Wednesday, April 10, 2013

Historic Scotland’s – Inventory of Historic Battlefields

Bruce's Field viewed from Barra Hill


Historic Scotland has identified the Battle of Barra as worthy of inclusion in their list of battlefield sites, considered to be of national importance.
Follow this link for detailed information on process and the purpose of the current inventory.

The consultation and report on the Battle of Barra have been completed,

and details can be found, at the following link:
The report gives an outline of the battle and related history, as well as maps showing the boundaries of the site, suggested deployment of the opposing armies, and the location of points of interest.
The aim of the reports is to raise awareness of these important sites, so please visit the Historic Scotland site.

Wednesday, April 25, 2012

The Comyns 3

Following the successful suppression of the 1211 MacWilliam rebellion, the Comyns continued to expand their influence and land holdings. William Earl of Buchan, played an increasingly important part on the national scene, 
witnessing charters from places as widespread as the north of England, and Fyvie, in his own heartland. He also played a key role in the coronation of Alexander II at Scone, in 1214 following the death of his father.  Although the Comyns held lands throughout Scotland and England, William began to consolidate their power in the North East, and under his patronage Deer Abbey was founded in 1219.

The Abbey of Deer *

This consolidation an expansion continued in a relatively peaceful fashion until 1229 when another MacWilliam rebellion erupted out of Moray.
Alexander II, having failed to suppress the rebellion in person, again appointed William, the Warden of Moray, with the authority and resources to “get the job done”. The Comyns duly complied, and the heads of Gulleasbuig and his sons were delivered to the King, who in gratitude conferred the Lordship of Badenoch on William’s son Walter.  The royal “enforcers” now directly controlled a swath of land across the breadth of northern Scotland, in the shape of the Lordships of Lochaber, Badenoch, and the Earldom of Buchan. This effectively stabilized the north for the crown and ended the MacWilliam threat for good.
So as another generation prepared to “assume the mantel”, they had the benefit of the huge support structure, created by Richard and William, based on, landholding, ties of marriage, and a large following of allied families, all of which made-up the formidable Comyn Party.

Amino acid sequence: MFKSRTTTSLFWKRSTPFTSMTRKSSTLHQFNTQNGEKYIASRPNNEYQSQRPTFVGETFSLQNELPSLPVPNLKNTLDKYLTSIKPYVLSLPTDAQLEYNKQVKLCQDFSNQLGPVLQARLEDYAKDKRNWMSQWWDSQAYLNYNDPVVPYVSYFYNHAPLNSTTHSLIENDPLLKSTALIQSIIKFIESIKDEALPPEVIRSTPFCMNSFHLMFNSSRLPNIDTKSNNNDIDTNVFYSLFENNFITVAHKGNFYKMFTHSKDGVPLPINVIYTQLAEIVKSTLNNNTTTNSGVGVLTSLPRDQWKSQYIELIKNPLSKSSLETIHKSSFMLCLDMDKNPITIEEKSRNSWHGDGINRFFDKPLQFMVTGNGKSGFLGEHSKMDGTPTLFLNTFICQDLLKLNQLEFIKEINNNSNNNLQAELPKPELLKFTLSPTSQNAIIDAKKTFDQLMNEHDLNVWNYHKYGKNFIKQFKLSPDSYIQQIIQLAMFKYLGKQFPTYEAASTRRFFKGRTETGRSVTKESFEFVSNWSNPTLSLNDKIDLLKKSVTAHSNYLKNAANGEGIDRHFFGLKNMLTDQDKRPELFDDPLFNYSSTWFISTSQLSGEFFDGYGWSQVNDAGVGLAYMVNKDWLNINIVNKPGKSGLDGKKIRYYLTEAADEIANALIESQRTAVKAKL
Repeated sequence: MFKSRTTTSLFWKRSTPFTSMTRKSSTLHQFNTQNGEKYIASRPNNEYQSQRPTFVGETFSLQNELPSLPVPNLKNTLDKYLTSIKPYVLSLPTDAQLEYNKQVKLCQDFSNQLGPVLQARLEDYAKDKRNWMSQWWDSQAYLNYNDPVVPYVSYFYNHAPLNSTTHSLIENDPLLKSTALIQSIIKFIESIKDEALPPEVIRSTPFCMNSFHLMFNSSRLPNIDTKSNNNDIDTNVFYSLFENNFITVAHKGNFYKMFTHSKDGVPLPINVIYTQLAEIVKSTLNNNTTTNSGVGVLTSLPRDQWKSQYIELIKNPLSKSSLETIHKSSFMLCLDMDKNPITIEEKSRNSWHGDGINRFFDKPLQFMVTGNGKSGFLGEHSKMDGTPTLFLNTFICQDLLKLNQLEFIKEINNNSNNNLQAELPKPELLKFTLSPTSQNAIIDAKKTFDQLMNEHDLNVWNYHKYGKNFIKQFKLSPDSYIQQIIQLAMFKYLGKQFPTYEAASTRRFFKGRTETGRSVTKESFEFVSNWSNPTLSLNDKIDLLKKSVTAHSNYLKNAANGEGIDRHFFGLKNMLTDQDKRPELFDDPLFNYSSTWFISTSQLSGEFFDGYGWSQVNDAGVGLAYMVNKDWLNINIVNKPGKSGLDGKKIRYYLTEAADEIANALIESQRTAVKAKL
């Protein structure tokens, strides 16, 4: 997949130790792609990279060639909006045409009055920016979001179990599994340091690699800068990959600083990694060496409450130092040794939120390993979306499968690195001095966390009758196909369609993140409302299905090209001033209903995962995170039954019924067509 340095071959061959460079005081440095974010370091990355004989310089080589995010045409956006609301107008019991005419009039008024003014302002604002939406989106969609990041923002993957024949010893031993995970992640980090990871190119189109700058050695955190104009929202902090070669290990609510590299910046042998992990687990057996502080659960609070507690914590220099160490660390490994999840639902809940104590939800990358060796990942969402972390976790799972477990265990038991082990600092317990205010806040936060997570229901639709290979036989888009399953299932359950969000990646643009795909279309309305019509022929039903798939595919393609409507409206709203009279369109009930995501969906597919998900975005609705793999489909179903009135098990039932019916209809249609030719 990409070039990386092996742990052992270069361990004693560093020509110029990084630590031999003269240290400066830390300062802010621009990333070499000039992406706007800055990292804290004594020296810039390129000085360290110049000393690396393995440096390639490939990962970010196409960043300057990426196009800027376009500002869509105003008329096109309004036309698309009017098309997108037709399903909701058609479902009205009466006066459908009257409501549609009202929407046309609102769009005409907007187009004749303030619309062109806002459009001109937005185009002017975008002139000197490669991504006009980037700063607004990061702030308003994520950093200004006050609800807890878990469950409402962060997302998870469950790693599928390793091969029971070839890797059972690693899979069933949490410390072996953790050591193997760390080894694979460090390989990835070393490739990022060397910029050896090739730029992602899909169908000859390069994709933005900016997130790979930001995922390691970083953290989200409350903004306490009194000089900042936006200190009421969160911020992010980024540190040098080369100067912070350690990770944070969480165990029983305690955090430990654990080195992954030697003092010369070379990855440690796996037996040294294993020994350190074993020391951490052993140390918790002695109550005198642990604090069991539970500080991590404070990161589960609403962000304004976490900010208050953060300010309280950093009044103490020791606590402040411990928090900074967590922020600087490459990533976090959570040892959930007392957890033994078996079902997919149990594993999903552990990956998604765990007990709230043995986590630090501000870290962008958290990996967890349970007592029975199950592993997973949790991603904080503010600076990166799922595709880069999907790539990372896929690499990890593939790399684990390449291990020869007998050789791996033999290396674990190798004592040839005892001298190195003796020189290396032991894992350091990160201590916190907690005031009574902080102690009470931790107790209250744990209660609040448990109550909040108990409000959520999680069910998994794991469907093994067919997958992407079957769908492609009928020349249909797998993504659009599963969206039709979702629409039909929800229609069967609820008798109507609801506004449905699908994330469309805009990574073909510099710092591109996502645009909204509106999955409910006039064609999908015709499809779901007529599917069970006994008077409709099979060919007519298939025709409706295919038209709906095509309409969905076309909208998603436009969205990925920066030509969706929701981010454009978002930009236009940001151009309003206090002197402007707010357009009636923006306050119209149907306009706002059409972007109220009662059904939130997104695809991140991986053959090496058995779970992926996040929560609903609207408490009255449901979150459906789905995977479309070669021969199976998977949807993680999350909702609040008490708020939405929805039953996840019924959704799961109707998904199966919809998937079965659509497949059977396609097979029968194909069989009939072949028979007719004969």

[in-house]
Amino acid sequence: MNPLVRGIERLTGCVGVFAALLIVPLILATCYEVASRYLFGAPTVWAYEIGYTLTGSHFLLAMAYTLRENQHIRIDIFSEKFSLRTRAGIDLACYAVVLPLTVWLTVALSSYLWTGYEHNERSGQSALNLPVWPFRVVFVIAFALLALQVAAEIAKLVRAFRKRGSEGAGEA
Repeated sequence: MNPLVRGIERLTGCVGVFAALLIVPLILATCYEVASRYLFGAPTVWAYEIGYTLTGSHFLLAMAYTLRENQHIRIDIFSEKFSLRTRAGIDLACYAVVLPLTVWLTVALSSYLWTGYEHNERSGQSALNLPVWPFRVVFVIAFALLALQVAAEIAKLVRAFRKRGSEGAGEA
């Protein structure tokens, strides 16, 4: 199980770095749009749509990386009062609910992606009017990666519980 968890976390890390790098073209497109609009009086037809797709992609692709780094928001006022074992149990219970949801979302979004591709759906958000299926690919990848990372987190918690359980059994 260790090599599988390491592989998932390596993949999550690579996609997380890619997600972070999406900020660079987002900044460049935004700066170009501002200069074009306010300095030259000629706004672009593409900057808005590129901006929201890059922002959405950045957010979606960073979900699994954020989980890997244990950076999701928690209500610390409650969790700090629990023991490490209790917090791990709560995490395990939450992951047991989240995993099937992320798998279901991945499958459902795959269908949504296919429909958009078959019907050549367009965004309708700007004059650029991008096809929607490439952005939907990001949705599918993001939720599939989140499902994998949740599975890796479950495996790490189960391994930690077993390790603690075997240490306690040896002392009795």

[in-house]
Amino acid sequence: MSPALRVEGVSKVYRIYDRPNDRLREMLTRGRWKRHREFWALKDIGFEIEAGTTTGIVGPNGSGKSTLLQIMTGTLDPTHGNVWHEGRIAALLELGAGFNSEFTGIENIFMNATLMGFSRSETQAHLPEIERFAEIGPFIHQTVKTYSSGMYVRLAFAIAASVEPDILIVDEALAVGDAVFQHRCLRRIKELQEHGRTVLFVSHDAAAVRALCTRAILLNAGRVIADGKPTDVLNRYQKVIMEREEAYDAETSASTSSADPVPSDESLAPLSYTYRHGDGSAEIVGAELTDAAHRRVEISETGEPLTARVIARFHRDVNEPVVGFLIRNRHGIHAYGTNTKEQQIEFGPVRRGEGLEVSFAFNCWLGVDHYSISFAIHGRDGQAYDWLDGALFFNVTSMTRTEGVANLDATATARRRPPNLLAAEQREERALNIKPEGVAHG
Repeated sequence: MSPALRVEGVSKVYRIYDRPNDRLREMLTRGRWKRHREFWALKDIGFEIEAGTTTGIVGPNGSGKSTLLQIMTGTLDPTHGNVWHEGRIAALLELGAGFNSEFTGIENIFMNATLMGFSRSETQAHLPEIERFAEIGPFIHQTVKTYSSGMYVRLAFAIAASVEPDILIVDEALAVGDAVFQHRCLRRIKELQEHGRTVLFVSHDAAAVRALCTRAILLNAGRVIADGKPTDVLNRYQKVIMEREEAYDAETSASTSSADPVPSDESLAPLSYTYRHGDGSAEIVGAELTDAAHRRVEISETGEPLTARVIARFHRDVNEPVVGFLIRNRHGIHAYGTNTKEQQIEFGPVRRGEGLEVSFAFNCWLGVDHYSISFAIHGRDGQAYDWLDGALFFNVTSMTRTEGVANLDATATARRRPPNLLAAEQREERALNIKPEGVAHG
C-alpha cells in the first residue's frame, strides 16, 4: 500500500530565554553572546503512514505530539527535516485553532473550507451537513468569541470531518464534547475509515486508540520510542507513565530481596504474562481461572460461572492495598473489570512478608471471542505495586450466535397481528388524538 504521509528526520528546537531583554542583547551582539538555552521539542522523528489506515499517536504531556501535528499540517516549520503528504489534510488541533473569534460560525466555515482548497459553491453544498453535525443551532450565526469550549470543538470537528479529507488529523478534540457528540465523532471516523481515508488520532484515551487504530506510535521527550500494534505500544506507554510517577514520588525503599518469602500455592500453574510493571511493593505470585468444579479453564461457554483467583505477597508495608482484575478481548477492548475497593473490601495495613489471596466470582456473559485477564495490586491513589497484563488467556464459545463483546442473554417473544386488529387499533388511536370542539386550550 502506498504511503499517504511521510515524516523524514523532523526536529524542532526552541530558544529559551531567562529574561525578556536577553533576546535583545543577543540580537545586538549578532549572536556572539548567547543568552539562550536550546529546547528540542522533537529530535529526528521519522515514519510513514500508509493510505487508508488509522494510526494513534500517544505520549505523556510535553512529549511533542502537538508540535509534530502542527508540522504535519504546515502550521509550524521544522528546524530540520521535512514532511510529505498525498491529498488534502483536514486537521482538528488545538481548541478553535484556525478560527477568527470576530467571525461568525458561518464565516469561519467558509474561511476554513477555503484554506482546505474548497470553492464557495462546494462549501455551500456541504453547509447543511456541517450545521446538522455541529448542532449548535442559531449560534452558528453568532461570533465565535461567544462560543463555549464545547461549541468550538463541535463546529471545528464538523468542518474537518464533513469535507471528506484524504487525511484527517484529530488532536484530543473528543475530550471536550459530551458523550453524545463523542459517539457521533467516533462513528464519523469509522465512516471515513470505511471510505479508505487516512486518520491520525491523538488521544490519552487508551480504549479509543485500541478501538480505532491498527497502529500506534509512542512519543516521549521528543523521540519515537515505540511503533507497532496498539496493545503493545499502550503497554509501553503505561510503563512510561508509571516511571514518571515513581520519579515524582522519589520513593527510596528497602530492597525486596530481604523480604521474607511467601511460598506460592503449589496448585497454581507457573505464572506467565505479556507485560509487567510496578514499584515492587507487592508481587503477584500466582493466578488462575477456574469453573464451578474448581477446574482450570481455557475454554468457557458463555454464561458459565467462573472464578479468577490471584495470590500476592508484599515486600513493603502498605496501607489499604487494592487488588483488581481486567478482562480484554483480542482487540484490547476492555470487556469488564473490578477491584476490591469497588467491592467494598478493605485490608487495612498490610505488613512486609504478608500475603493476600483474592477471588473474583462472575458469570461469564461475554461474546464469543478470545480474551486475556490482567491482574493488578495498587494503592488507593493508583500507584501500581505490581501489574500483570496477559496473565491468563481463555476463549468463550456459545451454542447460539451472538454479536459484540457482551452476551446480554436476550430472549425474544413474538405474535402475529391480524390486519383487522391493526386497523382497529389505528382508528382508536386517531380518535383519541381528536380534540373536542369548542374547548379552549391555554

Source: Alan Young (The Comyns)

But things would not always go smoothly, because there were other “new men”, who also wanted a share of the Scottish pie. 

* For exact location of Deer Abbey follow this Geograph link:

Friday, April 20, 2012

Sir Thomas – The Final Word

Having devoted so much blog time to the good Sir Thomas, I was thinking, “enough is enough”, he does after all appear to be no more than a colourful local legend. But! - Although I would probably never know whom, the effigies represented, I was still intrigued as to their date. During my research I came across an excellent book by Rachel Ann Dressler, called, “Of Armor and Men in Medieval England”, in which she studies three specific early 14c English knight effigies.
Rachel is Associate Professor of Art History at the University of Albany, NY.
I decided to ask if she would give an opinion on the figures, and e-mailed her a link to the blog and some pictures, which she was kind enough to review and her reply is below.

Dear Jim,
Having looked at the photo, I would venture that the effigies date certainly after mid-13c but before 1315. Since the figures are abraded it is a little difficult to tell, but my inclination is early fourteenth century. I hope this helps.
So, it appears that the figures are close in time to the battle, and certainly concurrent with the period of sporadic internecine warfare from Alexander’s death until the Scottish victory at Bannockburn. Of coarse this did not end the violence, but it was more focused in the border regions after 1314.